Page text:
THE Bishop of Oxford has said he remains committed to food banks, despite a diocese report which said they could inadvertently collude with unjust welfare cuts.

According to the 999 Food report, put together by diocese social responsibility adviser Alison Webster, there has been a growing rise in church involvement in emergency food initiatives.

The Rt Rev John Pritchard said the church needs to adopts a “two-edged” approach, of both highlighting the conditions that lead to food poverty and giving those who suffer from it practical help.

Bishop John said his diocese remained committed to both providing food banks and putting pressure on the Government to prevent people from starving.

He said: “Even though the economy may be improving in some ways, those that are disadvantaged are getting left further behind.

“It has to be a two-edged approach. We have to point out the causes of poverty, as well as dealing with the day to day reality of it. It is always the case that if you see dead fish coming down the stream you get them out and you go upstream to see why they are dying. We will continue to do both.”

The diocese-commissioned 999 Food report says that emergency food banks could gradually be replacing the welfare state.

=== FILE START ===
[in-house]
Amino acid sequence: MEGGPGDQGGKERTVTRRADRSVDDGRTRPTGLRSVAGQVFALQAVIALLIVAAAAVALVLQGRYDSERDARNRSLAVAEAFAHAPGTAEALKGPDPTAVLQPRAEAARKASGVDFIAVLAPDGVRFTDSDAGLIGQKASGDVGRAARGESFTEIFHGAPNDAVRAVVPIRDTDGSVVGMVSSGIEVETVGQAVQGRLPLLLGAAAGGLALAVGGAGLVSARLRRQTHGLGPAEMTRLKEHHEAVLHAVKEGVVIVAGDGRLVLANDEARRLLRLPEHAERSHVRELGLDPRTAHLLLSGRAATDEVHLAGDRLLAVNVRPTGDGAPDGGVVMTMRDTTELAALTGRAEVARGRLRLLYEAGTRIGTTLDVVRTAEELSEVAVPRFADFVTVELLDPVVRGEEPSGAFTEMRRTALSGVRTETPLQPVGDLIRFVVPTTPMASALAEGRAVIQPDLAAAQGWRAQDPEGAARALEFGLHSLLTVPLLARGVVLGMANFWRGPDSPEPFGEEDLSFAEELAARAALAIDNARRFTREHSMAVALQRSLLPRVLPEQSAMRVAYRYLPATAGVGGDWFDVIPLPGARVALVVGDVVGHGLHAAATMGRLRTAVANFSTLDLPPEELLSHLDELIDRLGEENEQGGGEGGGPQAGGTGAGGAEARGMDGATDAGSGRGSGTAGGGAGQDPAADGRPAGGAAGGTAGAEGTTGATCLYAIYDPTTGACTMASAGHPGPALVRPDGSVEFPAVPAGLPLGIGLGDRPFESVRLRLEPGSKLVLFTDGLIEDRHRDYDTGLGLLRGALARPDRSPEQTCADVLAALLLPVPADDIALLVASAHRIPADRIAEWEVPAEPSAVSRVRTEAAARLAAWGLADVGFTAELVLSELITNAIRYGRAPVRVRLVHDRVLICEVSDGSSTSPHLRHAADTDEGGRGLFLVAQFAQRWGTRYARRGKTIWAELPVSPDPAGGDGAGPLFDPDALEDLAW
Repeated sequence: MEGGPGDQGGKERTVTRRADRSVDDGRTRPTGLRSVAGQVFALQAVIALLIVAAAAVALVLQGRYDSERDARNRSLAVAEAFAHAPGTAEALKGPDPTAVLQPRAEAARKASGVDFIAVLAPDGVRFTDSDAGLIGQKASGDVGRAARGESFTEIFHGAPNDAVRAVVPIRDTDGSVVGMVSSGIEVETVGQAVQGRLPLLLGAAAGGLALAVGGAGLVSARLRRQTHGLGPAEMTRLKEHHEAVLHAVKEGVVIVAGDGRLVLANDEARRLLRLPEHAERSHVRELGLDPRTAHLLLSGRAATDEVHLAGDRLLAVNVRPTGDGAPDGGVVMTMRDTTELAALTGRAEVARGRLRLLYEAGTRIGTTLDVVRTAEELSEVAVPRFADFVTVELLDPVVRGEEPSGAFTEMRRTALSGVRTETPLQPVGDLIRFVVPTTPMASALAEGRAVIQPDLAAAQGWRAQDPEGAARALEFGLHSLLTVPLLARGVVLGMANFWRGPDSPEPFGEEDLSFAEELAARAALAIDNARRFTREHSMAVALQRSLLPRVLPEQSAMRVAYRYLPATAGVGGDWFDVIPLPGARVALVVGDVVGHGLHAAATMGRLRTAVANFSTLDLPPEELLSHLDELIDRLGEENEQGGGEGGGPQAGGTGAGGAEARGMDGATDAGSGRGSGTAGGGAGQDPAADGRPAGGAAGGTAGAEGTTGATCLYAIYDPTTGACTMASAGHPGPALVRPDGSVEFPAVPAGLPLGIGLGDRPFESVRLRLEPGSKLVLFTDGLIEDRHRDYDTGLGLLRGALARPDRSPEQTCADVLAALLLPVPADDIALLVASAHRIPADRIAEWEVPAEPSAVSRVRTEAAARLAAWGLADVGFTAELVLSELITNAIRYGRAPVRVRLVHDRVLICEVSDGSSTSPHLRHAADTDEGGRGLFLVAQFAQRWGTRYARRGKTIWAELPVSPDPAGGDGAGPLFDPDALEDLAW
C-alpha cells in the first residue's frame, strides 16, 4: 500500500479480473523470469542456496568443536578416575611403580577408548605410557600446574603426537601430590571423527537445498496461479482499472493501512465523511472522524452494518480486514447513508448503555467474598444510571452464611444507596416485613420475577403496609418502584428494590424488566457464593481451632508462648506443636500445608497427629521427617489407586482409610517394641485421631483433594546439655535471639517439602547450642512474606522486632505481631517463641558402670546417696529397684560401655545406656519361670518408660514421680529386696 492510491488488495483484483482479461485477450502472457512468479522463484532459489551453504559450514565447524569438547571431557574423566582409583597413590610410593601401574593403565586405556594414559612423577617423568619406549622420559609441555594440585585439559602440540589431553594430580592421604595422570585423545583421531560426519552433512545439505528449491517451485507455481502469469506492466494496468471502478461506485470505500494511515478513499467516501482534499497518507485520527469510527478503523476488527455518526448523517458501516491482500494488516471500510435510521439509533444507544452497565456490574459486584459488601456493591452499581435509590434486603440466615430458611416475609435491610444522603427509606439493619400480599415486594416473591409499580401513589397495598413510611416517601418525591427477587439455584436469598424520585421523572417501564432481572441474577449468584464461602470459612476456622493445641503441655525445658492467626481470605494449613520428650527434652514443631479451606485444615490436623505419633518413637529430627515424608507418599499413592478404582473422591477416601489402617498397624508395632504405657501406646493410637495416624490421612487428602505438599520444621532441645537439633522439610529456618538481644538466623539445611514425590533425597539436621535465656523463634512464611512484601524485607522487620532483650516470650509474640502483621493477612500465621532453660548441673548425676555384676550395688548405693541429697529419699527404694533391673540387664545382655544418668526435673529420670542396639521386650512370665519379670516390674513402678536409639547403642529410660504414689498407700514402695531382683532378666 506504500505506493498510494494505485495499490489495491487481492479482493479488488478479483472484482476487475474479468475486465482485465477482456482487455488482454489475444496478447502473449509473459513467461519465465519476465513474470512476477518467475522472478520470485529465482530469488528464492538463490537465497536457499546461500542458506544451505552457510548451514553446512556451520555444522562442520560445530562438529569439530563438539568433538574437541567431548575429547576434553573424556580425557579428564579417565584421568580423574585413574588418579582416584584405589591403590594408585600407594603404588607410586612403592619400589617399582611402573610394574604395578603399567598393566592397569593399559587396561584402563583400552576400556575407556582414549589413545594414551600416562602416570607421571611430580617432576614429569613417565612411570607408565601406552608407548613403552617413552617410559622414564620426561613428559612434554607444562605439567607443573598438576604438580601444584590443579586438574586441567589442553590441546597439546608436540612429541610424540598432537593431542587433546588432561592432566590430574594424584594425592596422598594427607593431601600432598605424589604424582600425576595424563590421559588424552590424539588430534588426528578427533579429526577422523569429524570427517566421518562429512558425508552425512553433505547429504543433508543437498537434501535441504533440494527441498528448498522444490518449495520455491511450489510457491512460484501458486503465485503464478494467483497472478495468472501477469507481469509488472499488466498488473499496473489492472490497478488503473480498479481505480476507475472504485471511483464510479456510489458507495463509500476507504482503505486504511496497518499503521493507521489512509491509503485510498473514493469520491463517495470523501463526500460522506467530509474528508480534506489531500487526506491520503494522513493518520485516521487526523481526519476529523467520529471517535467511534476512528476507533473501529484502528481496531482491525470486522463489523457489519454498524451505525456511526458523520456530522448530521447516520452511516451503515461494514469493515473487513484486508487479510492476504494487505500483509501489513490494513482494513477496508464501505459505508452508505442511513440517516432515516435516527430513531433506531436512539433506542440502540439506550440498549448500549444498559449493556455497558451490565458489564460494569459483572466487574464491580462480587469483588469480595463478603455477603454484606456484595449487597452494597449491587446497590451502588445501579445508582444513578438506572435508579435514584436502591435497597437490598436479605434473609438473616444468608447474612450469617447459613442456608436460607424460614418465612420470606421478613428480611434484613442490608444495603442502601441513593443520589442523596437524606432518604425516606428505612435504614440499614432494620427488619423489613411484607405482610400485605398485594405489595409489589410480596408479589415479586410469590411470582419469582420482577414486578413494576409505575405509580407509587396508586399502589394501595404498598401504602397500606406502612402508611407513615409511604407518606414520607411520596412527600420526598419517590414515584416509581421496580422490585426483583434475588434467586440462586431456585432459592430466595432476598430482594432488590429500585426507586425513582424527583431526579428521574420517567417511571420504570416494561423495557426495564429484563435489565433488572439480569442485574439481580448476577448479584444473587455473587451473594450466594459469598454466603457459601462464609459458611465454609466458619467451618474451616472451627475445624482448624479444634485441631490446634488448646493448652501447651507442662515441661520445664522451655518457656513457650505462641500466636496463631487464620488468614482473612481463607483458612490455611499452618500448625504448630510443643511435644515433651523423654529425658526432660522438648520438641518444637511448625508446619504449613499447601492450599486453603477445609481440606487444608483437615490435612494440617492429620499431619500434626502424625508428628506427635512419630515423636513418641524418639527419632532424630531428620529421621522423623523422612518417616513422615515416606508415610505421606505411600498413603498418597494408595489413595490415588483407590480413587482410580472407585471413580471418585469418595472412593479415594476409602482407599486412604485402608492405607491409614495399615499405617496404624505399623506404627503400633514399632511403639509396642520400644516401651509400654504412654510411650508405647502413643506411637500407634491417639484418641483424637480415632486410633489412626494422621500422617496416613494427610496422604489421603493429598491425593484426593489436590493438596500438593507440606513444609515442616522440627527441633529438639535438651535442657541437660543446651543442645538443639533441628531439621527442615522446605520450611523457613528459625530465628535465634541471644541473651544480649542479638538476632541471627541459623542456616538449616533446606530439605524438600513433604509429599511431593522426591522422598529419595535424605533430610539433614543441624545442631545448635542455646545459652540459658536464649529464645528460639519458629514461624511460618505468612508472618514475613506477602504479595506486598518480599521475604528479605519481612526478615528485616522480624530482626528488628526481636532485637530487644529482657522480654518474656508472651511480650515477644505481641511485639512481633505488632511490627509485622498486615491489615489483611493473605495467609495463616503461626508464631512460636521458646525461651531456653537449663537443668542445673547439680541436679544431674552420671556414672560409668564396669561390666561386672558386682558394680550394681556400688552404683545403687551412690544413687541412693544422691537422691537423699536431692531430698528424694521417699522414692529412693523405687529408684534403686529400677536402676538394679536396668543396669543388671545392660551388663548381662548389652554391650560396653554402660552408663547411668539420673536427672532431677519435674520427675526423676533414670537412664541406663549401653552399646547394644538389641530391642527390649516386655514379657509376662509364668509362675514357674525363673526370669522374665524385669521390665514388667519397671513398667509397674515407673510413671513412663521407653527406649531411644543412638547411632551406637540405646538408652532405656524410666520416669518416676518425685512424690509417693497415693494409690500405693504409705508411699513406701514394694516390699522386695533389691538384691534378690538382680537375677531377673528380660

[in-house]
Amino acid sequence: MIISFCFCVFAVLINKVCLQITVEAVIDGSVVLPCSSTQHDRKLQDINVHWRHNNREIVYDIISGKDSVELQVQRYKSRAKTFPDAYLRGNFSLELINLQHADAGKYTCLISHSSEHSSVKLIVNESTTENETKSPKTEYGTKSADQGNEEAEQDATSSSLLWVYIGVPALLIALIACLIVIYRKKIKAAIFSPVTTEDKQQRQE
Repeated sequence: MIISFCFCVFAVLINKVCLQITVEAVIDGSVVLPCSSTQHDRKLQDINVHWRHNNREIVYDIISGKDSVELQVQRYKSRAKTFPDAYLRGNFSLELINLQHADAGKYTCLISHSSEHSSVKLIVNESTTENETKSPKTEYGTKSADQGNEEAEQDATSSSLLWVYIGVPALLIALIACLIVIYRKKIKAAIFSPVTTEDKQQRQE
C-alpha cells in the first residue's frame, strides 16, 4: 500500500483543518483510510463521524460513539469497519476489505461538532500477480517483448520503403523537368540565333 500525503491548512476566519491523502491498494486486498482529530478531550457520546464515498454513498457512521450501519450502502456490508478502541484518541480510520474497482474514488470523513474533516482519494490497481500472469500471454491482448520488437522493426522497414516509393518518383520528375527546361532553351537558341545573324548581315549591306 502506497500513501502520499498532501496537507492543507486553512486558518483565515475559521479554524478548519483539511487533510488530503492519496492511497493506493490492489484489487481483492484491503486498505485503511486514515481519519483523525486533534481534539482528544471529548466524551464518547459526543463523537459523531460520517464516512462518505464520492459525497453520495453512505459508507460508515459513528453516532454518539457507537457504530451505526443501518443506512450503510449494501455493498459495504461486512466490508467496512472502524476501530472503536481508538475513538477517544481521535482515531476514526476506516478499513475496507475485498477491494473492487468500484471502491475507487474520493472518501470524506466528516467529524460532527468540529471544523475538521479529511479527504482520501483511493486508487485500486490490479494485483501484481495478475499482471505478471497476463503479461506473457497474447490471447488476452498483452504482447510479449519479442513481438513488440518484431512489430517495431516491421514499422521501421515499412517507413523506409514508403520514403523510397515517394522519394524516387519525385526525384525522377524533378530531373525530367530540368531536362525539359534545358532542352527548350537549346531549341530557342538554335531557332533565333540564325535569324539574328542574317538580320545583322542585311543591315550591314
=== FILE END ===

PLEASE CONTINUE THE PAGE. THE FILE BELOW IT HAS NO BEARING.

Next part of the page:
Writing in the report, Alison Webster said: “Giving food to the hungry is basic to Christianity, and has been for over 2,000 years.

“However, as explored at the beginning of this publication, such support can be problematic and perplexing. Emergency food aid is, and should be, exactly that – a short term crisis intervention.

“Those who run emergency food aid initiatives are well aware of this. No one I encountered was satisfied with food banks as ‘the answer’ to the problem of hunger in our wealthy society.

“On the contrary, many were worried that, whilst helping individuals, they may be fuelling a larger political problem by colluding with injustice and letting the Government off the hook for leaving many of its people without the means to feed themselves and their families.”

Launched in 2009, Oxford Food Bank distributes fresh fruit and vegetables, dried foods, dairy and bread to about 50 charities a day, helping thousands of people.

One of its founders, Robin Aitken, who was last week awarded an MBE for his work, alongside co-founder David Cairns, said: “There is the danger that if the available of food banks is such that nearly everyone can access them then clearly they become part of the welfare network.

“But they are an informal part of the system and there is a danger there.”

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